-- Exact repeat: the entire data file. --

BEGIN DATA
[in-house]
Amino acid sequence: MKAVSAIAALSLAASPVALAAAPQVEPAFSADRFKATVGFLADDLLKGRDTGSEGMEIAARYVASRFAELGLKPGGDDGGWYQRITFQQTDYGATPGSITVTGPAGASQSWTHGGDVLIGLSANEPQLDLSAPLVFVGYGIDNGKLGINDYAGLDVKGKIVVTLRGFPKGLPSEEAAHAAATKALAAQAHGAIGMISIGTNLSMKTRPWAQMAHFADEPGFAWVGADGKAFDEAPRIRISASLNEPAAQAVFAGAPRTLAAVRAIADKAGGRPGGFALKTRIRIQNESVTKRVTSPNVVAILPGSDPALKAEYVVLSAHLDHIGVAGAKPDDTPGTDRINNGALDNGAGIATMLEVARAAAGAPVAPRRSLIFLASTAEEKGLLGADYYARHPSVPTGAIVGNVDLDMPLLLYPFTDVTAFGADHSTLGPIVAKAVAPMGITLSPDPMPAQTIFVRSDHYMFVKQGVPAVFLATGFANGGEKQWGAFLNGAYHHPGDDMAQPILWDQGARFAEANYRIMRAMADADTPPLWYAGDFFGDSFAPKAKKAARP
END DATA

[in-house]
Amino acid sequence: MKAVSAIAALSLAASPVALAAAPQVEPAFSADRFKATVGFLADDLLKGRDTGSEGMEIAARYVASRFAELGLKPGGDDGGWYQRITFQQTDYGATPGSITVTGPAGASQSWTHGGDVLIGLSANEPQLDLSAPLVFVGYGIDNGKLGINDYAGLDVKGKIVVTLRGFPKGLPSEEAAHAAATKALAAQAHGAIGMISIGTNLSMKTRPWAQMAHFADEPGFAWVGADGKAFDEAPRIRISASLNEPAAQAVFAGAPRTLAAVRAIADKAGGRPGGFALKTRIRIQNESVTKRVTSPNVVAILPGSDPALKAEYVVLSAHLDHIGVAGAKPDDTPGTDRINNGALDNGAGIATMLEVARAAAGAPVAPRRSLIFLASTAEEKGLLGADYYARHPSVPTGAIVGNVDLDMPLLLYPFTDVTAFGADHSTLGPIVAKAVAPMGITLSPDPMPAQTIFVRSDHYMFVKQGVPAVFLATGFANGGEKQWGAFLNGAYHHPGDDMAQPILWDQGARFAEANYRIMRAMADADTPPLWYAGDFFGDSFAPKAKKAARP